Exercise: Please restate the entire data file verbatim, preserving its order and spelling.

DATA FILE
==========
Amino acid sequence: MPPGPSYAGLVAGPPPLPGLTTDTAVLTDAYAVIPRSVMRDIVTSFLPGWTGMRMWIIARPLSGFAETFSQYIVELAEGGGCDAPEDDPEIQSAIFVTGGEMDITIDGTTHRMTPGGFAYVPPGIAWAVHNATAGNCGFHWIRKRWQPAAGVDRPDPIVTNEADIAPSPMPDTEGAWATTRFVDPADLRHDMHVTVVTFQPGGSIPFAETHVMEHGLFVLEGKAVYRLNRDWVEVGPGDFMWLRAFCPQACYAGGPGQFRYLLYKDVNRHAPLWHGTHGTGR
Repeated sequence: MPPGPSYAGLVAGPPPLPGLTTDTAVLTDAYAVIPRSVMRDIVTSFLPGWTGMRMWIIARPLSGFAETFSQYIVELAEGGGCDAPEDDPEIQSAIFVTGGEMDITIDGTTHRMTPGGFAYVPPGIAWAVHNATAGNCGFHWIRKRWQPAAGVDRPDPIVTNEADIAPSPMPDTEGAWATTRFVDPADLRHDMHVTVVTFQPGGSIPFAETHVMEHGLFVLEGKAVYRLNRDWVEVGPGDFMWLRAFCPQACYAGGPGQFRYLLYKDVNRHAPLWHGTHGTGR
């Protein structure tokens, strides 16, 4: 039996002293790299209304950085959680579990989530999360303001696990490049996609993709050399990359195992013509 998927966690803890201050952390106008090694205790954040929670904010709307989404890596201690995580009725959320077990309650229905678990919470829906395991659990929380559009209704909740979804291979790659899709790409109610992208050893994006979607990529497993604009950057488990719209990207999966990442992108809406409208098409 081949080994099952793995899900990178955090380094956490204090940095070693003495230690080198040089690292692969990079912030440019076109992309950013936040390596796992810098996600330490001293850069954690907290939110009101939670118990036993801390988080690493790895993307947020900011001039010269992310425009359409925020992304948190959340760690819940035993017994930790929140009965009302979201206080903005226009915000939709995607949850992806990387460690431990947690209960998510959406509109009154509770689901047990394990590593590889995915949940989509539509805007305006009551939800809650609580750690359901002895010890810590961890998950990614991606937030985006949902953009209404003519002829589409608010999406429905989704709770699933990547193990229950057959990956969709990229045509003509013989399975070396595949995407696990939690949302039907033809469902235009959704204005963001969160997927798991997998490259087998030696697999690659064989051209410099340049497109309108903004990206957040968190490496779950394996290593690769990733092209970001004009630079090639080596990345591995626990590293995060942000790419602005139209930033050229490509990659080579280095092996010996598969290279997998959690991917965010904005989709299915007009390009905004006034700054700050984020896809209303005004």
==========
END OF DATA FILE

Amino acid sequence: MPPGPSYAGLVAGPPPLPGLTTDTAVLTDAYAVIPRSVMRDIVTSFLPGWTGMRMWIIARPLSGFAETFSQYIVELAEGGGCDAPEDDPEIQSAIFVTGGEMDITIDGTTHRMTPGGFAYVPPGIAWAVHNATAGNCGFHWIRKRWQPAAGVDRPDPIVTNEADIAPSPMPDTEGAWATTRFVDPADLRHDMHVTVVTFQPGGSIPFAETHVMEHGLFVLEGKAVYRLNRDWVEVGPGDFMWLRAFCPQACYAGGPGQFRYLLYKDVNRHAPLWHGTHGTGR
Repeated sequence: MPPGPSYAGLVAGPPPLPGLTTDTAVLTDAYAVIPRSVMRDIVTSFLPGWTGMRMWIIARPLSGFAETFSQYIVELAEGGGCDAPEDDPEIQSAIFVTGGEMDITIDGTTHRMTPGGFAYVPPGIAWAVHNATAGNCGFHWIRKRWQPAAGVDRPDPIVTNEADIAPSPMPDTEGAWATTRFVDPADLRHDMHVTVVTFQPGGSIPFAETHVMEHGLFVLEGKAVYRLNRDWVEVGPGDFMWLRAFCPQACYAGGPGQFRYLLYKDVNRHAPLWHGTHGTGR
């Protein structure tokens, strides 16, 4: 039996002293790299209304950085959680579990989530999360303001696990490049996609993709050399990359195992013509 998927966690803890201050952390106008090694205790954040929670904010709307989404890596201690995580009725959320077990309650229905678990919470829906395991659990929380559009209704909740979804291979790659899709790409109610992208050893994006979607990529497993604009950057488990719209990207999966990442992108809406409208098409 081949080994099952793995899900990178955090380094956490204090940095070693003495230690080198040089690292692969990079912030440019076109992309950013936040390596796992810098996600330490001293850069954690907290939110009101939670118990036993801390988080690493790895993307947020900011001039010269992310425009359409925020992304948190959340760690819940035993017994930790929140009965009302979201206080903005226009915000939709995607949850992806990387460690431990947690209960998510959406509109009154509770689901047990394990590593590889995915949940989509539509805007305006009551939800809650609580750690359901002895010890810590961890998950990614991606937030985006949902953009209404003519002829589409608010999406429905989704709770699933990547193990229950057959990956969709990229045509003509013989399975070396595949995407696990939690949302039907033809469902235009959704204005963001969160997927798991997998490259087998030696697999690659064989051209410099340049497109309108903004990206957040968190490496779950394996290593690769990733092209970001004009630079090639080596990345591995626990590293995060942000790419602005139209930033050229490509990659080579280095092996010996598969290279997998959690991917965010904005989709299915007009390009905004006034700054700050984020896809209303005004």